Future Readiness: This $15M Microsoft Training Program Aims to Accelerate Digital Skills in Minority Communities

The Sept. 30 deadline looms for the Microsoft community skills grant that's open to Black-led nonprofits. Up to 50 organizations will receive up to $100,000 over three years for training purposes.

Microsoft community skills program black-led nonprofits

Black-led nonprofits have less than a week to apply to be part of a $15 million Microsoft training program aimed at accelerating digital skills in minority communities.

Up to 50 nonprofits will receive up to $100,000 over three years for training purposes, according to information from Microsoft. Nonprofits must submit their applications to join Microsoft’s Community Skills Program before Sept. 30, according to grant organizers.

One of the motivating factors for the initiative is that many jobs lost due to COVID-19 won’t be returning, Microsoft states in its promotional material.

Community skills grant program

“Programs like this are vital to accelerating the distribution of digital skills,” Microsoft wrote on its program website. “On Wednesday (Sept. 2), Microsoft launched a new community skills grant program, part of the company’s commitment to racial equity and digital skills. It will include a $15 million investment over three years for Black- and African American-led nonprofits that are working to increase skill development and economic opportunities. The program includes grants, leadership development, and technology enablement.”

Aside from providing the names of organization officers, an employer identification number (EIN), and other basic info, applicants will also need to describe their program’s design, approach to training, and the vision and philosophy of the group, according to an application guidance document from Microsoft.

Microsoft quotes a 2018 World Economic Forum “Future of Jobs Report,” which states that advances in automation and artificial intelligence will increase the need for worker training.

“Among the range of established roles that are set to experience increasing demand in the period up to 2022 are Data Analysts and Scientists, Software and Applications Developers, and Ecommerce and Social Media Specialists, roles that are significantly based on and enhanced by the use of technology,” the report states.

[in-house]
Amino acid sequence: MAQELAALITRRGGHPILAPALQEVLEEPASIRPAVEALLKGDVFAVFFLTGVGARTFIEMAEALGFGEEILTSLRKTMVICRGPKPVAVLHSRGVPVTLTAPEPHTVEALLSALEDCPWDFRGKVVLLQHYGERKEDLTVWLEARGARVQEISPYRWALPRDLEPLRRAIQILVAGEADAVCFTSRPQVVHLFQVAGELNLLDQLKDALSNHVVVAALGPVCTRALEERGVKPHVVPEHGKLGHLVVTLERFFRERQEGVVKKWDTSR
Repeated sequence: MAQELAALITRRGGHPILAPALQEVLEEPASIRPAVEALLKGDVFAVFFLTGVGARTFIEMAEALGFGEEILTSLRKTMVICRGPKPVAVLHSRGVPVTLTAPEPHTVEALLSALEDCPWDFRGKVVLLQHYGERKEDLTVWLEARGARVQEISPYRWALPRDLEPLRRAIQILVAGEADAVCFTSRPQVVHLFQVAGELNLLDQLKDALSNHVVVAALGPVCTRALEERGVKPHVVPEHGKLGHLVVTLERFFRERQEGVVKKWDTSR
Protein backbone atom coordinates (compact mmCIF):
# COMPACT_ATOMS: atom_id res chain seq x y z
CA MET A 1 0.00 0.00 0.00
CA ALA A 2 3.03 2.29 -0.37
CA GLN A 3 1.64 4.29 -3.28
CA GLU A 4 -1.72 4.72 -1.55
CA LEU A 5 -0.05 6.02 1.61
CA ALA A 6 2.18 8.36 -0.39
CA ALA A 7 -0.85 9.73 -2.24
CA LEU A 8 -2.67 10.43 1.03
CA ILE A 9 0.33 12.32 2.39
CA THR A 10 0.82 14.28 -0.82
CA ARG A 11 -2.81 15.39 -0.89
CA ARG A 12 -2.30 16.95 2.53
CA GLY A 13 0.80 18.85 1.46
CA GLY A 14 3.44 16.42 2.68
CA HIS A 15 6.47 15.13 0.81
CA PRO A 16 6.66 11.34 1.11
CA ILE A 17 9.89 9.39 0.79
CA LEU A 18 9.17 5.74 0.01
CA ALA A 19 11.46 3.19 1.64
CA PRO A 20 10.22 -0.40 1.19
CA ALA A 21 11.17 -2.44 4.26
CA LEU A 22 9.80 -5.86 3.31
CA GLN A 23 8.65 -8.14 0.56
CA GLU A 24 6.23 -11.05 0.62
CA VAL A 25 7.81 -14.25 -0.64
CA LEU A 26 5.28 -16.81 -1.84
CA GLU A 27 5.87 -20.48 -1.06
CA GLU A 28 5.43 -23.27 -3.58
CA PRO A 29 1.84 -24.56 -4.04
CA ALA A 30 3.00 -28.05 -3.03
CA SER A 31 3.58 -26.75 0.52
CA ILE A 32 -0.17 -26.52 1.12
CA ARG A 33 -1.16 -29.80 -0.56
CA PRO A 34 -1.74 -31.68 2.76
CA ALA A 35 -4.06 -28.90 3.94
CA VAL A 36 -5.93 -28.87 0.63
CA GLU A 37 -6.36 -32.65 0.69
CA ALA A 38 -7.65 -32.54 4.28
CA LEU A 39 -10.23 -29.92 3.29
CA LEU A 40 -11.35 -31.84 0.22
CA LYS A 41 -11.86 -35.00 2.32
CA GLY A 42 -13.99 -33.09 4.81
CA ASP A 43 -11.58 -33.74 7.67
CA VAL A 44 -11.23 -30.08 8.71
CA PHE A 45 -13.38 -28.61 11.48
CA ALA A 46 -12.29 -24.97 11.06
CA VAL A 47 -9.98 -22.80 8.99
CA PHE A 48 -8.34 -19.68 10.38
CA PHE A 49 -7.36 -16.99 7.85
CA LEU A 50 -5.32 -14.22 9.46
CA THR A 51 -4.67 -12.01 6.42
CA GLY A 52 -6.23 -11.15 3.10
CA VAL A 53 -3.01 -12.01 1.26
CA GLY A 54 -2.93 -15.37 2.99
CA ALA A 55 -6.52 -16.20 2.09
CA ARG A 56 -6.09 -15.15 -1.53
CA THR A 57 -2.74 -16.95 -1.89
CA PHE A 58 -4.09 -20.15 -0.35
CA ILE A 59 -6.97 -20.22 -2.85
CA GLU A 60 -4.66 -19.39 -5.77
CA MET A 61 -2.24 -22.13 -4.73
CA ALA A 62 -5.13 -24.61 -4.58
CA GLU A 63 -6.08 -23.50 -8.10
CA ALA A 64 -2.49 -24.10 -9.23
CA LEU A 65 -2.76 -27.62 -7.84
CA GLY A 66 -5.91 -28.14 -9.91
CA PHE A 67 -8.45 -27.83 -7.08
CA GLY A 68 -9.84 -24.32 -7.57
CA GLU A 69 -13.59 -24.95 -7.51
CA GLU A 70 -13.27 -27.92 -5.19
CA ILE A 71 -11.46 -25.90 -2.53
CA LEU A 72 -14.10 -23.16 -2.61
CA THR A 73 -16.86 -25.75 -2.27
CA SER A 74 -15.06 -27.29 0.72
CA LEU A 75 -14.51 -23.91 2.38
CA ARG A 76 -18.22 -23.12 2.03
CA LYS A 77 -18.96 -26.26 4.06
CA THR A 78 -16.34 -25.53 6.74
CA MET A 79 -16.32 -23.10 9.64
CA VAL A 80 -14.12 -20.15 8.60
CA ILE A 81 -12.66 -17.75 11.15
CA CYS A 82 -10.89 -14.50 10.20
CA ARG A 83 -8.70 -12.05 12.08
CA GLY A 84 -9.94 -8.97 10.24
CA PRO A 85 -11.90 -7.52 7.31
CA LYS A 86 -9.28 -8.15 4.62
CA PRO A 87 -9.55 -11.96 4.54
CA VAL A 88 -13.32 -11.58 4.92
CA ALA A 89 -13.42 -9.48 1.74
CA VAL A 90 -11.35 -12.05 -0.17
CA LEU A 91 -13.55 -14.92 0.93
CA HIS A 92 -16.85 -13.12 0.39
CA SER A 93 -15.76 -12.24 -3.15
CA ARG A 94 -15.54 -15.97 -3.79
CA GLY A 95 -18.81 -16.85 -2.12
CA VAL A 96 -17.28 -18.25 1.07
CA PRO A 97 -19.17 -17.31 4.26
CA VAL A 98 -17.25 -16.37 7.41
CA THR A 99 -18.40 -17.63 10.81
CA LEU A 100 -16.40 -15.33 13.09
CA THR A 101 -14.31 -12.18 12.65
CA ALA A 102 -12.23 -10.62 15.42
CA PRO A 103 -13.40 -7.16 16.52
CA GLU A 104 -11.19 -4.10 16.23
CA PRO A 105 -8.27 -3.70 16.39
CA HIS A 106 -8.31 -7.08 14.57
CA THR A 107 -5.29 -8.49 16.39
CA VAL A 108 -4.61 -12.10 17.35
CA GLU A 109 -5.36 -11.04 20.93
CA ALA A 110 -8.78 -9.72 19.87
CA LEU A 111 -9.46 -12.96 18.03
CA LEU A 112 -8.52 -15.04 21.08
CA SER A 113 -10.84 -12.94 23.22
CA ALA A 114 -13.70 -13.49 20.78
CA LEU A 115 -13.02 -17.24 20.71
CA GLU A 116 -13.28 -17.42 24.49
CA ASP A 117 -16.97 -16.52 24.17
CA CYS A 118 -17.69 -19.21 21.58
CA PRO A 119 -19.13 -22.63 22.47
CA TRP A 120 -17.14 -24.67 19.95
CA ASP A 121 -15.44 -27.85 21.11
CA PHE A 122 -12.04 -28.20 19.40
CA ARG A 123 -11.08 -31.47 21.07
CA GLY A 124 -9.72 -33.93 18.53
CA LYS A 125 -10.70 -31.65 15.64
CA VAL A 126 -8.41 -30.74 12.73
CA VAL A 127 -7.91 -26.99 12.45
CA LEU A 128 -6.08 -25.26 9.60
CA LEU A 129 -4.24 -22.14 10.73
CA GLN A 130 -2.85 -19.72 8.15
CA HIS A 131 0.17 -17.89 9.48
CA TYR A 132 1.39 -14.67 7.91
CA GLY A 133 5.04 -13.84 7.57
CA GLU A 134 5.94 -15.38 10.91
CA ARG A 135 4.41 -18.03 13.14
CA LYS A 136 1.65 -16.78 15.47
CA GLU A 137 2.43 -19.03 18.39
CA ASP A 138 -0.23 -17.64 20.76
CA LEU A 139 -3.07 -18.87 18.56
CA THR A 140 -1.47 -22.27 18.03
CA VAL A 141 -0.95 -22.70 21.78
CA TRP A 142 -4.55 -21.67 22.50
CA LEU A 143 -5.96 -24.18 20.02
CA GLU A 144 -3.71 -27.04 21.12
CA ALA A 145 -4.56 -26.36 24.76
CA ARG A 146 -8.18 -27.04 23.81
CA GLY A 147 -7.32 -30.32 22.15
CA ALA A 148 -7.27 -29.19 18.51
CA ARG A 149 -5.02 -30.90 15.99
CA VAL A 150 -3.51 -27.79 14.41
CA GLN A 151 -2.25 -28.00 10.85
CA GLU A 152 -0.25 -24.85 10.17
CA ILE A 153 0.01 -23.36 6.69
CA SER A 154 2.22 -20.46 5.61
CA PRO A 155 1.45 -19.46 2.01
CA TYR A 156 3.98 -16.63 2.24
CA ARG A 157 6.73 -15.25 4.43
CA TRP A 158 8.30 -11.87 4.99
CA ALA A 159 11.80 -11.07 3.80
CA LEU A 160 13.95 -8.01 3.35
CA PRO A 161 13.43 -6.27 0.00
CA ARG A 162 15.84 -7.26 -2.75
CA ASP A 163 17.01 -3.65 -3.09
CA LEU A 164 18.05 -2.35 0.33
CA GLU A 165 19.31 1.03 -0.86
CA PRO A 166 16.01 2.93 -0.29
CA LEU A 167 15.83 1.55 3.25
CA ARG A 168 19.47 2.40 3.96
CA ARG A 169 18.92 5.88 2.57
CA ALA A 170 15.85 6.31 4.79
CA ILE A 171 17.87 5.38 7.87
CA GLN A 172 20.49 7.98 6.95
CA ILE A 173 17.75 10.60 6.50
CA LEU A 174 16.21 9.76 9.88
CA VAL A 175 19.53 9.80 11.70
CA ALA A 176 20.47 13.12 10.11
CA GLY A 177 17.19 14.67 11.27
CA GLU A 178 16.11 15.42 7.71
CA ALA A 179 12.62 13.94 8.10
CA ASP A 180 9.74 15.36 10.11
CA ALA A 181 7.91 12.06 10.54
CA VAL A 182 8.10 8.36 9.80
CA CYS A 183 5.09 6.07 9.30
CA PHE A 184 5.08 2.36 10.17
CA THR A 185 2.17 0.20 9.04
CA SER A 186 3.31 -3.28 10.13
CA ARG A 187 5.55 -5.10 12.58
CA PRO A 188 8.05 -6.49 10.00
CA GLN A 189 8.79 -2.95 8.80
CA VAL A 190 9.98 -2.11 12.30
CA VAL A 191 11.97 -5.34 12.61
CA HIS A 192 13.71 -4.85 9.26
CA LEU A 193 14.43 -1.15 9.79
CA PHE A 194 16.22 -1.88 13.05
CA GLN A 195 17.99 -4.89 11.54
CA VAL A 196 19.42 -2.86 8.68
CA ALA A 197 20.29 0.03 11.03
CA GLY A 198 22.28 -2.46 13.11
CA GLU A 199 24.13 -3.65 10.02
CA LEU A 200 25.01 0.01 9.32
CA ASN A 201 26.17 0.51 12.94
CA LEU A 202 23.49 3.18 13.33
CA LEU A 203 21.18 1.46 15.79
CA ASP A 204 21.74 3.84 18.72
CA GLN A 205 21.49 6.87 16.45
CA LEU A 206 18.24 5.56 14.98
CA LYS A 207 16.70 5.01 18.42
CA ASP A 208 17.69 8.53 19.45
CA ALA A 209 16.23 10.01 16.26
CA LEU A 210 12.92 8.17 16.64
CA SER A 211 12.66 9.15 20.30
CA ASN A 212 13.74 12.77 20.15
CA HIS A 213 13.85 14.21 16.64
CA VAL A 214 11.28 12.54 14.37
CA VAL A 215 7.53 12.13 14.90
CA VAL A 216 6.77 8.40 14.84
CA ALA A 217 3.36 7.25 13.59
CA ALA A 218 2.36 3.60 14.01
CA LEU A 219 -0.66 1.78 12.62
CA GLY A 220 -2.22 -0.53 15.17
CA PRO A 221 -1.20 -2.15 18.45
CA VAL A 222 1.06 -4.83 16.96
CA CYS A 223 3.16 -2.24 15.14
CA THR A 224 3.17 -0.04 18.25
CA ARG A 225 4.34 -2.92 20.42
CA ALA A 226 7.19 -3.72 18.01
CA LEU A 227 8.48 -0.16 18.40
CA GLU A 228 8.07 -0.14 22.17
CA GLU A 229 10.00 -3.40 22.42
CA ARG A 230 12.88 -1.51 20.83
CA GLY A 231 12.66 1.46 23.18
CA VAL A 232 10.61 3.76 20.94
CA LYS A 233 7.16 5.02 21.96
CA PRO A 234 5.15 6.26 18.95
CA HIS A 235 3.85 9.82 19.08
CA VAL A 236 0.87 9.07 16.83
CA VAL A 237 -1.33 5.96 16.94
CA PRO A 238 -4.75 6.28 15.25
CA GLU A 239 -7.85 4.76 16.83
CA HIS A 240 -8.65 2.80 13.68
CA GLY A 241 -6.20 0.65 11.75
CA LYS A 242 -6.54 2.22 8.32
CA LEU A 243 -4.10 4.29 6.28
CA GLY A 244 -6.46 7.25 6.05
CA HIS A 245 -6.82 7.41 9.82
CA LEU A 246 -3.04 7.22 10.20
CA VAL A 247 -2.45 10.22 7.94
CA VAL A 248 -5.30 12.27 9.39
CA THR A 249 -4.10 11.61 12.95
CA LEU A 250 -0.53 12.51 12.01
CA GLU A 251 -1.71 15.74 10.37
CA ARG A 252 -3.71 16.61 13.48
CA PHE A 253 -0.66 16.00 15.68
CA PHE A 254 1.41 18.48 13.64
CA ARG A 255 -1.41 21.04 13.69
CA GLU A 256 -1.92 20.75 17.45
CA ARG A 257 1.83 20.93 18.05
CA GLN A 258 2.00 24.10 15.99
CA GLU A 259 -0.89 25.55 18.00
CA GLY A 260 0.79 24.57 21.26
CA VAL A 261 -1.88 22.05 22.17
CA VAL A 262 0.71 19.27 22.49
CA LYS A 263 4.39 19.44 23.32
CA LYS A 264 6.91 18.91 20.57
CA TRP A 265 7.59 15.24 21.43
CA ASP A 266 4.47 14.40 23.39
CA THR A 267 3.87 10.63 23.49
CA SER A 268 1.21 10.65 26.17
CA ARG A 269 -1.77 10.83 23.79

Learn more about Microsoft’s Community Skills Program here.

A previous version of this story appeared here on the Dallas Regional Chamber website.

Get on the list.
Dallas Innovates, every day.

Sign up to keep your eye on what’s new and next in Dallas-Fort Worth, every day.

One quick signup, and you’re done.
View previous emails.

R E A D   N E X T

  • 43 percent of Texas workers say they'd leave their jobs if another company offered free skills training opportunities. In a tight labor market, Amazon's move could attract talent nationwide—including people like Tory Bias, a Dallas-based Amazon UX apprentice we spoke with today.

  • Two nonprofits will each receive $250,000 in grant funding. The Capital One grants are part of a $3.5 million commitment to 12 nonprofit organizations.

  • The Village Giving Circle at Texas Women's Foundation funds organizations and initiatives that positively impact the Black community in North Texas.

  • A new GolfTEC training center has opened in Southlake to help duffers straighten their slices and handle their hooks.  The new 2,900-square-foot facility features four indoor training bays powered by TECSwing, using Foresight Sports simulators for lessons, club fitting, and practice. Each training bay is equipped with OptiMotion, a motion tracking innovation that "sets a new standard for how golf swings are measured and the way golf instruction is delivered," according to the company. Put off by your putting? The facility also has an indoor putting green with lessons utilizing TECPutt, a motion technology that analyzes face angle, loft, and path…

  • Rollin’ n Bowlin Co-Founders Sophia Karbowski and Austin Patry

    TCU alums Sophia Karbowski and Austin Patry opened their own healthy food truck on TCU's campus. Now, the business that became smoothie and açaí brand Rollin’ n Bowlin’ is paying it forward with a mentorship and grant program designed to boost student founders. Meet the three picks for the first cohort for "Bowls n Goals."